Our headliner is Mark Kozieradzki. “Koz” for short. Other than being a really fun person and having glamorous hair, Koz also plays a mean harmonica. Oh, and he happened to write 30(b)(6): Deposing Corporations, Organizations, and the Government (Trial Guides ©2016) and more recently Deposition Obstruction: Breaking Through (AAJ Press ©2019). We all know Koz’s books. They are not eye candy collecting dust on our shelves. No, we savor them. We absorb them until they transform us with new skills to handle the Goliaths standing in the way of accountability. Koz’s books really are that good, and having him at this year’s Sustainer Summit will be even better. He’ll teach an entire morning on how to deploy these tools with confidence, consequence, and skill.

We’ll also have North Carolina Supreme Court Justice Mark Davis teaching us about A Warren Court of Our Own: The Exum Court and the Expansion of Individual Rights in North Carolina, a panel conversation on the 2020 political campaign by Morgan Jackson of Nexus Strategies and Paul Shumaker of Strategic Partner Solutions, and a Saturday morning lineup of business development and law practice management tips from Tom Lenfesty of Law Practice Exchange (discussing “The Secrets to Law Firm Continuity Planning—Buying, Selling, and Other Succession Strategies Available to Law Firms and Lawyers to Continue to Practice without Fear”), from Dave Poston of Poston Communications (“Becoming a Better Trial Lawyer by Incorporating PR”), and from Tea Hoffman of Law Strategy Corp. (“Strategic Targeting—Finding New Clients that Fit Your Firm’s Ideal Client Model”). And don’t worry—we’ve scheduled plenty of “downtime” for everyone to enjoy everything Asheville has to offer.

NCAJ started Mountain Magic in 2003 for higher-level contributors to our organization. Although “Mountain Magic” is a great name, we needed to metamorphose this year, if only to mark a new conference format at our old favorite, The Omni Grove Park Inn.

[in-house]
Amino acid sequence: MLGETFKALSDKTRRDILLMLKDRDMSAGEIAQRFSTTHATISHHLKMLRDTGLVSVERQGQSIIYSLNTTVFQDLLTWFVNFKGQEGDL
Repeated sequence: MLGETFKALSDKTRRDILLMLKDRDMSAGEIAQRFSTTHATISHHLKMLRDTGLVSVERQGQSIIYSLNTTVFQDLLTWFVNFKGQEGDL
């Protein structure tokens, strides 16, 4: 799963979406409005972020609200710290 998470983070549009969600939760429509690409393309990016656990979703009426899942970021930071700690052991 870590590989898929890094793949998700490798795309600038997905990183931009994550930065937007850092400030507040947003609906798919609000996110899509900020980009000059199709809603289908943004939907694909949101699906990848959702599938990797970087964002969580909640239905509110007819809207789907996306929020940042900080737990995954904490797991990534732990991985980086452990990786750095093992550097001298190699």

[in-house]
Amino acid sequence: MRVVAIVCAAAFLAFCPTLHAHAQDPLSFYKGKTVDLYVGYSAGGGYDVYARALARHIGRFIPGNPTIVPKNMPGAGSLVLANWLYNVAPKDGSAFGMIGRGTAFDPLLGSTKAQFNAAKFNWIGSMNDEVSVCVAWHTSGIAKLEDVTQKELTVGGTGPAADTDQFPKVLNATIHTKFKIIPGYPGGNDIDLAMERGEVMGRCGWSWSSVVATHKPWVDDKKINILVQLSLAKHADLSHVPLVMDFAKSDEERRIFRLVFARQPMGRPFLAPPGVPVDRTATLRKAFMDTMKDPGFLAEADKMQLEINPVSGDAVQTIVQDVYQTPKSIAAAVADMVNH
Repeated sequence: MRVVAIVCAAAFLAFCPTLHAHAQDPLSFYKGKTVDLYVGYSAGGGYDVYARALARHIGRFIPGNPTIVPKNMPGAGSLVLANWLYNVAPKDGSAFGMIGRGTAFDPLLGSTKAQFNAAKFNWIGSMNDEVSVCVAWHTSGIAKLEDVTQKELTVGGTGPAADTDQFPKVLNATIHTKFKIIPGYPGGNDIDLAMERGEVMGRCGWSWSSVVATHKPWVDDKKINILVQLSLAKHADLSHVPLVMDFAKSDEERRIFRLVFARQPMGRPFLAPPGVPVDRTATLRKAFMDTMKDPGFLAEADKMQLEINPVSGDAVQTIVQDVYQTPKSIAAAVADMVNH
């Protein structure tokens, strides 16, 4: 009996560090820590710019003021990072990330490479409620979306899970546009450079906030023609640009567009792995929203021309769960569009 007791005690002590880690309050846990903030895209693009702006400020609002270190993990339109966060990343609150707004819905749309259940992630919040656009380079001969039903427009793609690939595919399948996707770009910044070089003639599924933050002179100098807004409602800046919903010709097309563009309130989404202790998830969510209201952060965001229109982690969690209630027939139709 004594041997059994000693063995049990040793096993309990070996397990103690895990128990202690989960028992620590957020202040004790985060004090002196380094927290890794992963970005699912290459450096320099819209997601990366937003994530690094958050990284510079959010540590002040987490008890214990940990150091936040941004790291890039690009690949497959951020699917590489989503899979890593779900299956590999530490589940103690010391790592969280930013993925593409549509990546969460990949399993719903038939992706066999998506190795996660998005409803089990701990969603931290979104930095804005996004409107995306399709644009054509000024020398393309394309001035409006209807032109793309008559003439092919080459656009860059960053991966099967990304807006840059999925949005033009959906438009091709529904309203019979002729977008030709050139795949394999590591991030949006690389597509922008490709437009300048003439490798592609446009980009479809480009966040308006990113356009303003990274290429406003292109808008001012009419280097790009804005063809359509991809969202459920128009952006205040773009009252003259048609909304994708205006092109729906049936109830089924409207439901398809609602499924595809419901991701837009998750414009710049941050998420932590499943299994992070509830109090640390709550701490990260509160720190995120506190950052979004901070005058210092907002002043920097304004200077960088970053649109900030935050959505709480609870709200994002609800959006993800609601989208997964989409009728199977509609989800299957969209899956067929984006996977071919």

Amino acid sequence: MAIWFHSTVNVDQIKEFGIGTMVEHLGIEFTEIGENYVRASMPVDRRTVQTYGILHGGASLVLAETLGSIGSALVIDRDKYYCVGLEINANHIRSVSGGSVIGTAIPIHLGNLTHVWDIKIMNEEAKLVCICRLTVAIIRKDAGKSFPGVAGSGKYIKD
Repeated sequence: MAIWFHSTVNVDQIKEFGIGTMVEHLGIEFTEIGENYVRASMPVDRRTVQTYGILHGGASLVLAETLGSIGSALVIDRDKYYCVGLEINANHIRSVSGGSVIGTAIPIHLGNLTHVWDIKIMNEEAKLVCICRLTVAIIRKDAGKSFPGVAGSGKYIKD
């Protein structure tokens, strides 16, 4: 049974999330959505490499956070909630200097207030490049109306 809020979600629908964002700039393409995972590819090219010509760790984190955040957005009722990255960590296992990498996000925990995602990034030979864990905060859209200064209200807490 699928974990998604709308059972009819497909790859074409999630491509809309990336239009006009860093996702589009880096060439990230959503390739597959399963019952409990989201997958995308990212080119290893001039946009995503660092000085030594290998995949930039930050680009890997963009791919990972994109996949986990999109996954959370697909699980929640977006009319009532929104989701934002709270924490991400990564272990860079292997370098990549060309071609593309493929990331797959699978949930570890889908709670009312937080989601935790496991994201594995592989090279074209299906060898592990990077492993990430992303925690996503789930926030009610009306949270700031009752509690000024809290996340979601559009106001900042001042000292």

Returning to the conference’s original intent of investing in our Sustaining Level members (Leaders Forum, Circle of Advocates, Presidents Club, Benefactors, Sustaining Patron, and Patrons) will, we hope, give a great big “THANK YOU” to those who take their investment in NCAJ to the next level. And the next level really isn’t out of reach. The lowest cost for a Patron-level membership is an increase of $475.00 from a regular membership for lawyers practicing over 10 years or, looking at it differently, about how much you’d save as the discounted rate for a room at the Grove Park over the course of the Summit, compared to a single night at full price. Follow this link if you are interested in upgrading to attend.

The mountains are calling us, so register today. We look forward to seeing you at the Sustainer Summit between October 17 and 20!

Vernon Sumwalt is the 2019-2020 President of the North Carolina Advocates for Justice and a partner at The Sumwalt Law Firm in Charlotte. Sumwalt is a North Carolina State Bar Board Certified Specialist in Appellate Practice and Workers’ Compensation Law and has served in numerous leadership positions for both the NC State Bar and NC Bar Association’s workers’ compensation committees and sections.

Members of NCAJ: Hurricane Victims Need Your Help!

NCAJ members, take note!  The NC Pro Bono Resource Center is looking for attorney, paralegal, and law student volunteers to help with FEMA Appeal and Restoration Clinics.

Clinics will take place on:

  • January 12th – New Bern, NC